New and Improved Autosomal Genetic Model
A comparison of three models, including updated amount of shared DNA between various relatives and ancestors
Genetic Modeling Background
I recently published a comparison of autosomal genetic models. The first model, which I made about two years ago, is as simple as can be, but I think it captures the important insights. The new model adds the feature of two homologues per chromosome that you’d find if you peered into the genome of a real human. This allows the simulation of ‘genes’ or ‘segments’ switching places from one homologue to another, potentially multiple times. A constraint on both models is that siblings have to share 50% of their DNA, on average, but with a standard deviation of 3.6%. A constraint on the newer, two homologue model, is that there has to be an average of 55 recombinations from a parent’s genome to a child’s genome (the number is actually higher in mothers and lower in fathers, but the specific numbers are unknown), and the random distribution that produces that number is approximated by a Poisson distribution.
The only thing left to decide was how many ‘genes’ or ‘segments’ would have to be available in order to recombine them an average of 55 times. A lower bound on that number would be one more than the maximum value you would get from the Poisson distribution. It would be hard to find an upper bound, but the standard deviation between siblings would still have to be 3.6% no matter the number of segments, and a larger number of available segments would very quickly become computationally burdensome for the simulation.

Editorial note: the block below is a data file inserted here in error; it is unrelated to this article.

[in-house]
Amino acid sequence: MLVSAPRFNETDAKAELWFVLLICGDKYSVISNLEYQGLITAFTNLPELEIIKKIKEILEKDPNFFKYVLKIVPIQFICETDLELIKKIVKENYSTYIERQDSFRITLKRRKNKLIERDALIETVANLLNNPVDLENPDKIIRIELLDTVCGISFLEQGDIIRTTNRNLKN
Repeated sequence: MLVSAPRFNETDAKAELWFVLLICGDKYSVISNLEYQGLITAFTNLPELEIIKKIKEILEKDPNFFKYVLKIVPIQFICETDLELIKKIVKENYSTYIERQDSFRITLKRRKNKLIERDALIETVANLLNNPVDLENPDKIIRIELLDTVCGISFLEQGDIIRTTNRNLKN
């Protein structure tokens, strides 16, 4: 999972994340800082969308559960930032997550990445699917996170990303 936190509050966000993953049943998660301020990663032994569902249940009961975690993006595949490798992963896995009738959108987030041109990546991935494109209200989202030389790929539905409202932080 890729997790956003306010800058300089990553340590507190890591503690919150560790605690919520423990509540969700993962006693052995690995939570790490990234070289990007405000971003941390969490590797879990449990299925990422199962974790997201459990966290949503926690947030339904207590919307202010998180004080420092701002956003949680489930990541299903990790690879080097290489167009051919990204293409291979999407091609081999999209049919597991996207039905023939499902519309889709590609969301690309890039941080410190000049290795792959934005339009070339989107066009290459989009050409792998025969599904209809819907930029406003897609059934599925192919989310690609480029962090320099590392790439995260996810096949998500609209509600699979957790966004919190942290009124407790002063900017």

A Better Model
I knew at the time that the complicated model wouldn’t be necessarily more accurate. In fact, I noted that the simpler one is likely the more accurate of the two. But there could be additional constraints that, if known, could change that. For example, what’s the standard deviation between a grandparent and grandchild? Or what percentage of third cousins share no DNA with each other? Or my favorite constraint of all …
No sooner had I published that comparison of two models than I found something I had been waiting for since making my first genetic model. Late last year a preprint was released for a study of recombination and variance in genetic relatedness. This paper estimated the variation between grandchildren and a paternal grandparent to be 4%. Surely this value would be easy to come by empirically for someone with a decent dataset, and I had been asking the major direct-to-consumer testing companies for statistics on grandparent-grandchild relationships for two years, but so far none have been interested in helping. I don’t know how accurate the value is from the above paper. In fact, I thought it sounded quite high, but it’s at least a starting point for something I’ve been wanting to model for a couple of years. If the value turns out to be a bit different, I can simply substitute an updated value in the future.